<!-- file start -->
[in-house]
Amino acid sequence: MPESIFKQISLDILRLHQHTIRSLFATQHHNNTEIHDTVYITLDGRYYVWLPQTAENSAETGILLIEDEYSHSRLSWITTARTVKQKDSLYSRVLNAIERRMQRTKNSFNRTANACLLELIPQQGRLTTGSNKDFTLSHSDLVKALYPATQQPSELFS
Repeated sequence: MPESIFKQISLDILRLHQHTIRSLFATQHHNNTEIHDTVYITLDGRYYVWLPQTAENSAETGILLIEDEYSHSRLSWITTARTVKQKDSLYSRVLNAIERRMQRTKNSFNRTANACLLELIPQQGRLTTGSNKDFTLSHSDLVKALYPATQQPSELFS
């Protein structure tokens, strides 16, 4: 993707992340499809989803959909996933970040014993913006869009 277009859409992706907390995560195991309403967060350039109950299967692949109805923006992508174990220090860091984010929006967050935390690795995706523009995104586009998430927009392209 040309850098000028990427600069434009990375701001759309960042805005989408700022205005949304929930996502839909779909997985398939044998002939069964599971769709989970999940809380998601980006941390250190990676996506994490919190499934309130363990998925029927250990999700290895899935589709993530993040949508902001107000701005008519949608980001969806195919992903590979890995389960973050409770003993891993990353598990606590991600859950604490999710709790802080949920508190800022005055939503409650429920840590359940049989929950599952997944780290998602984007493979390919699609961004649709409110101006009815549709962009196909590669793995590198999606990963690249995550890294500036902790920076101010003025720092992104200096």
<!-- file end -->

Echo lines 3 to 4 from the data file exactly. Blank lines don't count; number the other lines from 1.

Repeated sequence: MPESIFKQISLDILRLHQHTIRSLFATQHHNNTEIHDTVYITLDGRYYVWLPQTAENSAETGILLIEDEYSHSRLSWITTARTVKQKDSLYSRVLNAIERRMQRTKNSFNRTANACLLELIPQQGRLTTGSNKDFTLSHSDLVKALYPATQQPSELFS
């Protein structure tokens, strides 16, 4: 993707992340499809989803959909996933970040014993913006869009 277009859409992706907390995560195991309403967060350039109950299967692949109805923006992508174990220090860091984010929006967050935390690795995706523009995104586009998430927009392209 040309850098000028990427600069434009990375701001759309960042805005989408700022205005949304929930996502839909779909997985398939044998002939069964599971769709989970999940809380998601980006941390250190990676996506994490919190499934309130363990998925029927250990999700290895899935589709993530993040949508902001107000701005008519949608980001969806195919992903590979890995389960973050409770003993891993990353598990606590991600859950604490999710709790802080949920508190800022005055939503409650429920840590359940049989929950599952997944780290998602984007493979390919699609961004649709409110101006009815549709962009196909590669793995590198999606990963690249995550890294500036902790920076101010003025720092992104200096």